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Zimbabwe hit by drug resistance

by Staff reporter
01 Sep 2020 at 14:23hrs | Views
ZIMBABWE is experiencing a high burden of drug resistance to common antibiotics, a situation which has made disease control difficult and too expensive for the poorly resourced country.

Also known as antimicrobial resistance (AMR), this public health crisis has the potential to undo gains made in containing diseases like cholera, typhoid and even COVID-19.

Addressing the media during a virtual meeting on "AMR in Africa", the director of epidemiology and disease control in the Health ministry, Portia Manangazira, said the country was witnessing an emergence of resistance to common antibiotics.

"There is an urgent need to preserve the remaining antibiotics so that they continue being effective against pathogens," she said.

According to the World Health Organisation, AMR occurs when bacteria, viruses, fungi, and parasites resist the effects of medications, making common infections harder to treat and increasing the risk of the spread of the disease, severe illness and death.

As a result, the medicines become ineffective and infections persist in the body, increasing the risk of spread to others.

Some of the antibiotics which are facing resistance include amoxicillin, penicillin, augmentin, ciprofloxacin and cotrimoxazole.

Data from a private laboratory in Harare revealed increasing resistance rates to common antibiotics like ampicillin (ie, from 73,9% in 2011 to 74,6% in 2015). The increasing resistance rates indicate that Zimbabwe is affected by AMR.

A situational analysis carried out in 2017-2018 showed that the 2018 cholera outbreak in Harare's Glen View and Budiriro high-density suburbs reported a high resistance to antibiotics.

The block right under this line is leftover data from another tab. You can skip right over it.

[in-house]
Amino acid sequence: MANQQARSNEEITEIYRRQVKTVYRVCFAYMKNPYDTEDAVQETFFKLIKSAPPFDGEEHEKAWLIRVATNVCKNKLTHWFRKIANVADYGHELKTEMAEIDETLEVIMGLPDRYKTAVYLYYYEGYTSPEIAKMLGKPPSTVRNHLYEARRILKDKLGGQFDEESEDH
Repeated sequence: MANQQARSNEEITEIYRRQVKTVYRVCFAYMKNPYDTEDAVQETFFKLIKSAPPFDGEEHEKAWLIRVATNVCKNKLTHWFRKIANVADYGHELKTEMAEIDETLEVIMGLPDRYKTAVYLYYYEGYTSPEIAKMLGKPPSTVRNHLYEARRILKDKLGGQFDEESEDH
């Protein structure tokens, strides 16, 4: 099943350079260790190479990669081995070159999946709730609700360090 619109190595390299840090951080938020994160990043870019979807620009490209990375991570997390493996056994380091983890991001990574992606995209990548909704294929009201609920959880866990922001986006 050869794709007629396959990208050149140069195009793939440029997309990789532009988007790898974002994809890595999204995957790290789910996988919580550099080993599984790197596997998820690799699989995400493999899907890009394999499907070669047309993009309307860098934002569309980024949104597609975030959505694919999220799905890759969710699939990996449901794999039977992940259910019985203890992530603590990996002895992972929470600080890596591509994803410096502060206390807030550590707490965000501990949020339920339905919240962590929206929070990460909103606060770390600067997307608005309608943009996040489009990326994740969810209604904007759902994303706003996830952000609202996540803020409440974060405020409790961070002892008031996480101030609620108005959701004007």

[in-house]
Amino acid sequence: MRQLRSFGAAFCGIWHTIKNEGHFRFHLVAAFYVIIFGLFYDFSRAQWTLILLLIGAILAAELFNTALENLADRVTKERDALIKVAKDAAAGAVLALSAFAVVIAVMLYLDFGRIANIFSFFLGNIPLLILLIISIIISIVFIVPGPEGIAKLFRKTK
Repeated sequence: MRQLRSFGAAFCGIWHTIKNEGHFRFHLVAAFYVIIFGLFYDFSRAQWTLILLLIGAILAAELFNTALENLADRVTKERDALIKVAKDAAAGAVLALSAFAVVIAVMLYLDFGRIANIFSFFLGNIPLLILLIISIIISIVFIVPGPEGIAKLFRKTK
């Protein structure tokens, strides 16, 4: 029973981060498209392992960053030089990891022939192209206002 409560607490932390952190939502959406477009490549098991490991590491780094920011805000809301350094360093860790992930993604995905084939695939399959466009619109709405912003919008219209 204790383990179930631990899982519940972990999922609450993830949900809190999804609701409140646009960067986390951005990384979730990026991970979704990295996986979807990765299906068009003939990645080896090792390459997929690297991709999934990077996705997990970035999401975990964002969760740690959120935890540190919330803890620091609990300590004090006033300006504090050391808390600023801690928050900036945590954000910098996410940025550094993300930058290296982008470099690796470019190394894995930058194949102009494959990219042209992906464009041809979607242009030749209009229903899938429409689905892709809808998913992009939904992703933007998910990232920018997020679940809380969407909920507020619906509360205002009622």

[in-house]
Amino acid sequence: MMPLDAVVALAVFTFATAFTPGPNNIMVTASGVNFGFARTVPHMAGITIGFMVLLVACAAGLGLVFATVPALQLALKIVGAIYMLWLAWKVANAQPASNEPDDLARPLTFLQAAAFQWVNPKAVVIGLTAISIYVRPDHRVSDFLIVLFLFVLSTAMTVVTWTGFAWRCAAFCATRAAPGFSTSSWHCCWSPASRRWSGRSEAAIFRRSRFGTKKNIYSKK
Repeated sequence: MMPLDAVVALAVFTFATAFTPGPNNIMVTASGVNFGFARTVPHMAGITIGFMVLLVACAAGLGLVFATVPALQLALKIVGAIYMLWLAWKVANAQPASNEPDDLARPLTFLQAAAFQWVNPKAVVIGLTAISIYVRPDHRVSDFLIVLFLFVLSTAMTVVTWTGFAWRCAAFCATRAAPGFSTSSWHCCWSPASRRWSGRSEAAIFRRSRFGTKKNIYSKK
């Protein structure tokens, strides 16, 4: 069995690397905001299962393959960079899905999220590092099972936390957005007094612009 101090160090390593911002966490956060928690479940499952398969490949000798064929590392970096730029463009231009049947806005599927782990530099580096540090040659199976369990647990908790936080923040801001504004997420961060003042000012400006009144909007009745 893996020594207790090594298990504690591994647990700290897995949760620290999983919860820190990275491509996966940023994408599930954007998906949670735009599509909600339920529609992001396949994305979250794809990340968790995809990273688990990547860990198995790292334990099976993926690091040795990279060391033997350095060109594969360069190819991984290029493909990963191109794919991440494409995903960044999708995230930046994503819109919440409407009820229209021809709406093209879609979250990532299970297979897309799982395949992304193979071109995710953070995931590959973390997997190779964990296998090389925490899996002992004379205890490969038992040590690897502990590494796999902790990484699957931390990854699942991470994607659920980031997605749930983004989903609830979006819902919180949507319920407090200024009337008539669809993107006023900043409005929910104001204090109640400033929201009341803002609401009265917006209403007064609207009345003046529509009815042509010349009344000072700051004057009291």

"Resistance to the first line antibiotics by the cholera antigen meant patients had to be switched to a stronger antibiotic," Manangazira said.

This became more expensive, making the disease difficult to control. The cholera pathogen vibrio cholerae has been resistant to ciproflaxin as far back as 2009.

Manangazira added that ampicillin and tetracycline were readily available and, hence their overuse could lead to high resistance.

While the implementation of AMR surveillance in Zimbabwe is limited, stakeholders have called for infection prevention as the best strategy for curbing the condition as well as use of vaccination for diseases like typhoid where the remedies are available.

"The government has set up a national AMR programme. There is need for stewardship programmes to be implemented in all sectors," said Manangazira.

Speaking during the same meeting, Tracy Mubambi from the Environmental Management Agency (EMA), said there was needed to understand the link between environment and AMR.

She said poor waste management gave rise to disease outbreaks.

"Recurrence of diseases like cholera, typhoid exposes people to overuse of antibiotics," she said.

Mubambi said EMA was facing challenges in aligning AMR with existing environmental laws.

Meanwhile globally, about 700 000 people die due to AMR related illnesses every year. It is estimated that by 2050, these deaths will reach 10 million, costing the world US$100 trillion.

Source - newsday

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